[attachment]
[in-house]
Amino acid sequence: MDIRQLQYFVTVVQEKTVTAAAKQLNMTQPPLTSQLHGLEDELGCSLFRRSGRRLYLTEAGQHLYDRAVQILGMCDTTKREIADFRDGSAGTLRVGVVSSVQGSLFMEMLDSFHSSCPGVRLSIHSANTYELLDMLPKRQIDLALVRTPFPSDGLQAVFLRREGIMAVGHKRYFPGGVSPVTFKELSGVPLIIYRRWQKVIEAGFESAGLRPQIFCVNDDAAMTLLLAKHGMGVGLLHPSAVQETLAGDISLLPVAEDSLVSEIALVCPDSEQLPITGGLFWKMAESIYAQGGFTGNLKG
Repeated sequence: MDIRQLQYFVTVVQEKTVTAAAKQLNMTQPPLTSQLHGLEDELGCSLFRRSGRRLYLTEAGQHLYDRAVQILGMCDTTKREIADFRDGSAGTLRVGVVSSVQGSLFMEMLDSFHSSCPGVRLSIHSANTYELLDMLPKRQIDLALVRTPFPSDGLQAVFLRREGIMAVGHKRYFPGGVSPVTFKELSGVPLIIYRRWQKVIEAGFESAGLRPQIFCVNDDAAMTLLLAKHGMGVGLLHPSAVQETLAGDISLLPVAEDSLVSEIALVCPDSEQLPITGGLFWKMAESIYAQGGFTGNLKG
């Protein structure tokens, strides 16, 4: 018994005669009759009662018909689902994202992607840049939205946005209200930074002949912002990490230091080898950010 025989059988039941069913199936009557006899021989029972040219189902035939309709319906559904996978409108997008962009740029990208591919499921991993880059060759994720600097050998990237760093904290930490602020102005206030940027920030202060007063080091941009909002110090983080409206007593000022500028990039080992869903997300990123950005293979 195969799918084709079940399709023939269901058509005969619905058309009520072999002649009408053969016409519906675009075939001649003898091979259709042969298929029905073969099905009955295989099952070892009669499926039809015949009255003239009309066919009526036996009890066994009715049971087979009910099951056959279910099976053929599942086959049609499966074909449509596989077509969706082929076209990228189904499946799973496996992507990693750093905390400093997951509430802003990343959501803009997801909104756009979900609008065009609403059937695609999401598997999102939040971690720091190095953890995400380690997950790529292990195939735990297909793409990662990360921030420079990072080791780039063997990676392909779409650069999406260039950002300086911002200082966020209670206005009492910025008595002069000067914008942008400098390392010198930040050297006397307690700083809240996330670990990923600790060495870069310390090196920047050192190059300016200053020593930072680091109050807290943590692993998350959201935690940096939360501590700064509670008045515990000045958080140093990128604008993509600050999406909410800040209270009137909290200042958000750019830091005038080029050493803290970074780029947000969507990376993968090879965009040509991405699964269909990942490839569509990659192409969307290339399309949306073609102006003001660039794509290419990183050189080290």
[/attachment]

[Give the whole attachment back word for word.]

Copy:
[in-house]
Amino acid sequence: MDIRQLQYFVTVVQEKTVTAAAKQLNMTQPPLTSQLHGLEDELGCSLFRRSGRRLYLTEAGQHLYDRAVQILGMCDTTKREIADFRDGSAGTLRVGVVSSVQGSLFMEMLDSFHSSCPGVRLSIHSANTYELLDMLPKRQIDLALVRTPFPSDGLQAVFLRREGIMAVGHKRYFPGGVSPVTFKELSGVPLIIYRRWQKVIEAGFESAGLRPQIFCVNDDAAMTLLLAKHGMGVGLLHPSAVQETLAGDISLLPVAEDSLVSEIALVCPDSEQLPITGGLFWKMAESIYAQGGFTGNLKG
Repeated sequence: MDIRQLQYFVTVVQEKTVTAAAKQLNMTQPPLTSQLHGLEDELGCSLFRRSGRRLYLTEAGQHLYDRAVQILGMCDTTKREIADFRDGSAGTLRVGVVSSVQGSLFMEMLDSFHSSCPGVRLSIHSANTYELLDMLPKRQIDLALVRTPFPSDGLQAVFLRREGIMAVGHKRYFPGGVSPVTFKELSGVPLIIYRRWQKVIEAGFESAGLRPQIFCVNDDAAMTLLLAKHGMGVGLLHPSAVQETLAGDISLLPVAEDSLVSEIALVCPDSEQLPITGGLFWKMAESIYAQGGFTGNLKG
């Protein structure tokens, strides 16, 4: 018994005669009759009662018909689902994202992607840049939205946005209200930074002949912002990490230091080898950010 025989059988039941069913199936009557006899021989029972040219189902035939309709319906559904996978409108997008962009740029990208591919499921991993880059060759994720600097050998990237760093904290930490602020102005206030940027920030202060007063080091941009909002110090983080409206007593000022500028990039080992869903997300990123950005293979 195969799918084709079940399709023939269901058509005969619905058309009520072999002649009408053969016409519906675009075939001649003898091979259709042969298929029905073969099905009955295989099952070892009669499926039809015949009255003239009309066919009526036996009890066994009715049971087979009910099951056959279910099976053929599942086959049609499966074909449509596989077509969706082929076209990228189904499946799973496996992507990693750093905390400093997951509430802003990343959501803009997801909104756009979900609008065009609403059937695609999401598997999102939040971690720091190095953890995400380690997950790529292990195939735990297909793409990662990360921030420079990072080791780039063997990676392909779409650069999406260039950002300086911002200082966020209670206005009492910025008595002069000067914008942008400098390392010198930040050297006397307690700083809240996330670990990923600790060495870069310390090196920047050192190059300016200053020593930072680091109050807290943590692993998350959201935690940096939360501590700064509670008045515990000045958080140093990128604008993509600050999406909410800040209270009137909290200042958000750019830091005038080029050493803290970074780029947000969507990376993968090879965009040509991405699964269909990942490839569509990659192409969307290339399309949306073609102006003001660039794509290419990183050189080290």